Here’s a story of Ugo Giachery (a Hand of the Cause) who went through the process while on pilgrimage: The first time I beheld the Shrine of Bahá’u’lláh, I was overcome by deep emotion and, as I walked close to it, trepidation and excitement made it almost impossible for me to advance further. Years of expectation surged in my mind, and the desire to prostrate myself upon the Holy Tomb, for a long time the goal of my life which was now becoming reality, was at the same time urging and restraining me. Perplexity held me fastened to the ground, and if it had not been for the gentle calling of my escort, I should have remained in that state for quite a long time. It is not possible to describe the feeling of exaltation and awe which overtook me upon entering the door of that Sacred Sepulchre! The world with all its immensity whirled away into nothingness with the rapidity of lightning. I was alone, relieved of cares and thoughts, free from all attachments, as if suspended between heaven and earth. I could only feel the fast beats of my heart and the humming of infinity. There was nothing but light all around me and a powerful fragrance never known before. As in a dream, transported by the attraction exercised by the mystery emanating from the most Blessed Spot in creation, I reached the portal leading to the inner chamber of the Tomb and fell on my knees and placed my forehead on that hallowed Threshold. I felt the need to conceal my face in the ground, as my whole being was gripped by a strong sensation of guilt - guilt for having arrived so late in my life. I could hear myself saying: Forgive, forgive, forgive ... for a long time, and then a great peace filled me. My whole past life came before me as an irrelevant episode of eternity, while the present and the vision of the future filled me with unprecedented joy and the lightness of freedom. Glory, immense glory, through a path which precluded any return; a complete sublimation in the transcendency of creation; the certainty of nearness to the 'Mighty Root' from which the greatness and the perfection of the whole universe had been brought to earth. Prayers of thanksgiving and praise came to my lips; streams of unending tears flowed from my eyes, while in my thought all those whom I loved, like a legion of luminous entities, headed by none other than Shoghi Effendi himself, passed rapidly, moving forward and rejoicing with me. When I came back to the reality of this contingent world, I felt that something had happened to me; my heart was filled with contentment, stability, expectation and unfading certainty. All those I loved became closer to me than ever before. Shoghi Effendi was eternally linked to my soul, while the problems of everyday life disappeared as small clouds swept by a fresh wind. That same night, at the dinner-table, upon inquiry by the Guardian as to my impression of the Shrine of Bahá’u’lláh, I tried to express the tumult of my feelings. Shoghi Effendi looked at me with tenderness and understanding, and explained the influence upon the human soul of the earthly remains of the Messengers of God. 'They are, no doubt, endowed with a tremendous spiritual influence and far-reaching power... in the sense that Their dust was the physical mirror of the greatness of God.'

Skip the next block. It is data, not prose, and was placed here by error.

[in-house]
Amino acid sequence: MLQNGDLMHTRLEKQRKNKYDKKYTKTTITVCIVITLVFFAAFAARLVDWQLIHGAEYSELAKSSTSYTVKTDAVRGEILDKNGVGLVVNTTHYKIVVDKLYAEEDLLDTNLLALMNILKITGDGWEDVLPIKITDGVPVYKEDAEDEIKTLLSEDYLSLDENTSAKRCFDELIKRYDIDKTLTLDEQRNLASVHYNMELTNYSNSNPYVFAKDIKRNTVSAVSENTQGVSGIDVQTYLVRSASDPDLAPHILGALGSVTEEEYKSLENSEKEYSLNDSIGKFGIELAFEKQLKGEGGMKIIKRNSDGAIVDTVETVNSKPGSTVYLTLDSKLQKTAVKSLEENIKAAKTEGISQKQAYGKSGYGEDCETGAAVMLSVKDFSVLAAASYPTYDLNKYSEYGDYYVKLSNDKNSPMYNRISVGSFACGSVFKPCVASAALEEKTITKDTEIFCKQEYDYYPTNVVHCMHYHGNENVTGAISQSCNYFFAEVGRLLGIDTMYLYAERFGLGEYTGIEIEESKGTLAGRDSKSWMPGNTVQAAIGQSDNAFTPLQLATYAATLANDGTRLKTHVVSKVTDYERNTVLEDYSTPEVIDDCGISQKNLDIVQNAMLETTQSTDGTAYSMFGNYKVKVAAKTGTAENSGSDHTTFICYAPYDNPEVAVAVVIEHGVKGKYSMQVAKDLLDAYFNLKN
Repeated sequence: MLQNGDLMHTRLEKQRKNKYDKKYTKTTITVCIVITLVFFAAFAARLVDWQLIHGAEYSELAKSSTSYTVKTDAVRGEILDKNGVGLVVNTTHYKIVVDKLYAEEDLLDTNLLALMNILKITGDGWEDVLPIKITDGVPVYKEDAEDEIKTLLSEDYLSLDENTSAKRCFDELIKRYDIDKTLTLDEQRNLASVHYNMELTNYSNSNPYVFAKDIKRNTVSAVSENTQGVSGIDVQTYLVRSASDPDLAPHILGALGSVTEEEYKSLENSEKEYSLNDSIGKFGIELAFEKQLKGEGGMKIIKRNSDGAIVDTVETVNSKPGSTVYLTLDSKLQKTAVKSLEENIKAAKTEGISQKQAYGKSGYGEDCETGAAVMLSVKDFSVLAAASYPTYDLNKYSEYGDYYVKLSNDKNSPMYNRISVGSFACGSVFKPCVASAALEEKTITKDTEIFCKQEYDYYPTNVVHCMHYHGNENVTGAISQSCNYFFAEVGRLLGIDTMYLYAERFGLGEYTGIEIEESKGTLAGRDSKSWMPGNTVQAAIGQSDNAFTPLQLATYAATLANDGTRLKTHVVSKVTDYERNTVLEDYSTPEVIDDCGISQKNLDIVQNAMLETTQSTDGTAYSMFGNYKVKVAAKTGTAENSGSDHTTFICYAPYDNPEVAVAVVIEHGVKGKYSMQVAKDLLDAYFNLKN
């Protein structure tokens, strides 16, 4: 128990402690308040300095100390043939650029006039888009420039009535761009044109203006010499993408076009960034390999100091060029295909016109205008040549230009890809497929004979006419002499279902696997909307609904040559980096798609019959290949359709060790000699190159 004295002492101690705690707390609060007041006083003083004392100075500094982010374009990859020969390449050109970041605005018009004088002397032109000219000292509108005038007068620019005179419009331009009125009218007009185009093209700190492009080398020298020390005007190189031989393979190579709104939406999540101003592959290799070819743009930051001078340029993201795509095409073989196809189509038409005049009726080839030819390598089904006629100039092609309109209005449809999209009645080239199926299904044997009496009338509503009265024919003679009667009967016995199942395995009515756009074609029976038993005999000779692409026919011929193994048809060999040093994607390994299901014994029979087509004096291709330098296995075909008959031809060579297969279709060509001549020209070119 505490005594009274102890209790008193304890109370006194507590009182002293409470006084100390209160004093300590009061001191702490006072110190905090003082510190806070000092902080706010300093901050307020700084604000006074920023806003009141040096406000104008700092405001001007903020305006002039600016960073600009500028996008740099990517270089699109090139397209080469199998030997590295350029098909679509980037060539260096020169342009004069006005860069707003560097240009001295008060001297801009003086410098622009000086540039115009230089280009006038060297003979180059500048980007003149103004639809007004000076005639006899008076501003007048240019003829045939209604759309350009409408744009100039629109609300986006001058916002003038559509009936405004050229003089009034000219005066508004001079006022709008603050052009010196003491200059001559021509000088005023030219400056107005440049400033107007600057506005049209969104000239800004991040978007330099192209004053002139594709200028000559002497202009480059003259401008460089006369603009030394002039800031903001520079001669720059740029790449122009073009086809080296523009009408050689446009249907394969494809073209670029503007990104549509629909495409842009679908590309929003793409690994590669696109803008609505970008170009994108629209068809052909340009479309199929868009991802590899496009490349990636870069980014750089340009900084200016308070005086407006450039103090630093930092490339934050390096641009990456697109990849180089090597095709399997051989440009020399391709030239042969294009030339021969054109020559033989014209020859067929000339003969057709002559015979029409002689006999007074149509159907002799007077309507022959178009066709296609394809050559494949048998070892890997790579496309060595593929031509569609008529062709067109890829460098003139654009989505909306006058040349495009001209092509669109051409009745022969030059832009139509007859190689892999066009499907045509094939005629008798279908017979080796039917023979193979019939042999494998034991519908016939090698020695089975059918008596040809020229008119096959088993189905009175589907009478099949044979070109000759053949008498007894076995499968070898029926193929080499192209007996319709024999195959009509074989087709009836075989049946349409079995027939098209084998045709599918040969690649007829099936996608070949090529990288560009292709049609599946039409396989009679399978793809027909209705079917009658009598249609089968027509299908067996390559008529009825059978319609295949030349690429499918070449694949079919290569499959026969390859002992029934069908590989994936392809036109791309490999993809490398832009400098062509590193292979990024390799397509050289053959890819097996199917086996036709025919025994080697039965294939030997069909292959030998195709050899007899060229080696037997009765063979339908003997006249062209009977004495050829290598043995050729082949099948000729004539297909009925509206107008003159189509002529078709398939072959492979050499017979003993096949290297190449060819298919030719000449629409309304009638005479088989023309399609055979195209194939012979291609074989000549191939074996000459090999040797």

Ugo Giachery, Shoghi Effendi - Recollections, p. 119

In spite of the harrowing afflictions that the Blessed Beauty suffered at the hand of this half-brother, He, in the Kitáb-i-Aqdas, reminds Mirza Yahya of the early days of his life when He, as a token of His bounty, nurtured him so that he might become a worthy instrument for the service of the Cause. He asks him to call to mind the times when he used to be summoned to stand before Bahá’u’lláh and take down the verses of God which were revealed by Him, counsels him to return to God after his shameful rebellion against His Manifestation, and assures him that God would forgive all his iniquities should he now repent and beg forgiveness from Him.

Adib Taherzadeh, The Revelation of Bahá’u’lláh v 3, p. 373-374

It happened that during the Baghdad period, the well-known Ilkhani, son of Musa Khan-i-Qazvini, received through Siyyid Javad-i-Tabataba'i an audience with Bahá’u’lláh. Siyyid Javad on that occasion made a plea in the Ilkhani's behalf, saying: "This Ilkhani, Ali-Quli Khan, although a sinner and a lifelong creature of his passions, has now repented. He stands before You with regret as to his former ways, and from this day forward he will not so much as draw a breath that might be contrary to Your good pleasure. I beg of You, accept his repentance; make him the object of Your grace and favor."

Bahá’u’lláh replied: "Because he has chosen you as intercessor, I will hide away his sins, and I will take steps to bring him comfort and peace of mind."

‘Abdu’l-Bahá, Memorials of the Faithful, p. 89

The most renowned of those repentant souls was the vigorous commander Hurr, who had obstructed all roads to Husayn. His transformation took place in the depths of night, nor could his soldiers believe their eyes when they beheld this man of courage trembling like a leaf in a winter storm. "But we have never seen you in fear, even in the midst of the most terrifying battles," they cried. "I find myself between heaven and hell," was Hurr's reply. "My soul cries out and cannot bear these torments of hell." In the faint light of dawn, he charged his steed towards Husayn, to express his penitence and beg forgiveness. When he had received the Imam's grace and assurance, he faced the army of Ibn Sa'd and chided them in loud tones, hoping to awaken their dormant souls. But alas! Those who were his comrades and under his command, attacked and killed him in an outburst of despicable ferocity.

Abu'l-Qasim Faizi, The Prince of Martyrs, p. 33